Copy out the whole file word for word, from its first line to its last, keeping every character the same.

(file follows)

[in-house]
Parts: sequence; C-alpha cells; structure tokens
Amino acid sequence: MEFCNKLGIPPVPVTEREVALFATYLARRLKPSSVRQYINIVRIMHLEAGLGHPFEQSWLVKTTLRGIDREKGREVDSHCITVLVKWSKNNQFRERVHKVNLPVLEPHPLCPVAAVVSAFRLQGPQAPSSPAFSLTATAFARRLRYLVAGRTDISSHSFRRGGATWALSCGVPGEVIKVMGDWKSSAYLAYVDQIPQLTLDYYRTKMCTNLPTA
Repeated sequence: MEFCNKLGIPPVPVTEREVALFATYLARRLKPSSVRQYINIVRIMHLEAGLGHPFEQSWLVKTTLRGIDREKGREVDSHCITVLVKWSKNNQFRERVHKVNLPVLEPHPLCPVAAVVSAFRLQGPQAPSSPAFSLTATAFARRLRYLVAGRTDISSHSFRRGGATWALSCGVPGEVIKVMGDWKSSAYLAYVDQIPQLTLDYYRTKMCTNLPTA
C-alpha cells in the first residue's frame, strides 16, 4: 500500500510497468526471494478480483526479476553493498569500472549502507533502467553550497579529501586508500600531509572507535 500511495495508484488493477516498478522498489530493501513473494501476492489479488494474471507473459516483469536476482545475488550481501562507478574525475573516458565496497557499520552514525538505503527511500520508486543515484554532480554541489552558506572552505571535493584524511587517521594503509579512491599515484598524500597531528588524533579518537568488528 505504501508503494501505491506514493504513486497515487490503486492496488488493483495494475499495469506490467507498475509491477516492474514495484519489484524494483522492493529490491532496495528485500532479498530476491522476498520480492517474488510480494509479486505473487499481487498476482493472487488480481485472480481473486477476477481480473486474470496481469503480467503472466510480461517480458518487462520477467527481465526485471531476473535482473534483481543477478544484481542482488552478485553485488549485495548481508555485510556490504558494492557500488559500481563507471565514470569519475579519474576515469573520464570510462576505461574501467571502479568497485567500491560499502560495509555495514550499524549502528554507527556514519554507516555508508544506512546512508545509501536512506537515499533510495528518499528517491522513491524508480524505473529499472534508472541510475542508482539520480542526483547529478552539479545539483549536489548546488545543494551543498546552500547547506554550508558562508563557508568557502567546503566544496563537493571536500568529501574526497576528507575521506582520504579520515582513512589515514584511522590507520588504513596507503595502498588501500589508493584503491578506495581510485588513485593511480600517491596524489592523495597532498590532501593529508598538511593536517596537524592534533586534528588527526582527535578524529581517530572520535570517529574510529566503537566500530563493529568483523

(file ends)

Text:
[in-house]
Parts: sequence; C-alpha cells; structure tokens
Amino acid sequence: MEFCNKLGIPPVPVTEREVALFATYLARRLKPSSVRQYINIVRIMHLEAGLGHPFEQSWLVKTTLRGIDREKGREVDSHCITVLVKWSKNNQFRERVHKVNLPVLEPHPLCPVAAVVSAFRLQGPQAPSSPAFSLTATAFARRLRYLVAGRTDISSHSFRRGGATWALSCGVPGEVIKVMGDWKSSAYLAYVDQIPQLTLDYYRTKMCTNLPTA
Repeated sequence: MEFCNKLGIPPVPVTEREVALFATYLARRLKPSSVRQYINIVRIMHLEAGLGHPFEQSWLVKTTLRGIDREKGREVDSHCITVLVKWSKNNQFRERVHKVNLPVLEPHPLCPVAAVVSAFRLQGPQAPSSPAFSLTATAFARRLRYLVAGRTDISSHSFRRGGATWALSCGVPGEVIKVMGDWKSSAYLAYVDQIPQLTLDYYRTKMCTNLPTA
C-alpha cells in the first residue's frame, strides 16, 4: 500500500510497468526471494478480483526479476553493498569500472549502507533502467553550497579529501586508500600531509572507535 500511495495508484488493477516498478522498489530493501513473494501476492489479488494474471507473459516483469536476482545475488550481501562507478574525475573516458565496497557499520552514525538505503527511500520508486543515484554532480554541489552558506572552505571535493584524511587517521594503509579512491599515484598524500597531528588524533579518537568488528 505504501508503494501505491506514493504513486497515487490503486492496488488493483495494475499495469506490467507498475509491477516492474514495484519489484524494483522492493529490491532496495528485500532479498530476491522476498520480492517474488510480494509479486505473487499481487498476482493472487488480481485472480481473486477476477481480473486474470496481469503480467503472466510480461517480458518487462520477467527481465526485471531476473535482473534483481543477478544484481542482488552478485553485488549485495548481508555485510556490504558494492557500488559500481563507471565514470569519475579519474576515469573520464570510462576505461574501467571502479568497485567500491560499502560495509555495514550499524549502528554507527556514519554507516555508508544506512546512508545509501536512506537515499533510495528518499528517491522513491524508480524505473529499472534508472541510475542508482539520480542526483547529478552539479545539483549536489548546488545543494551543498546552500547547506554550508558562508563557508568557502567546503566544496563537493571536500568529501574526497576528507575521506582520504579520515582513512589515514584511522590507520588504513596507503595502498588501500589508493584503491578506495581510485588513485593511480600517491596524489592523495597532498590532501593529508598538511593536517596537524592534533586534528588527526582527535578524529581517530572520535570517529574510529566503537566500530563493529568483523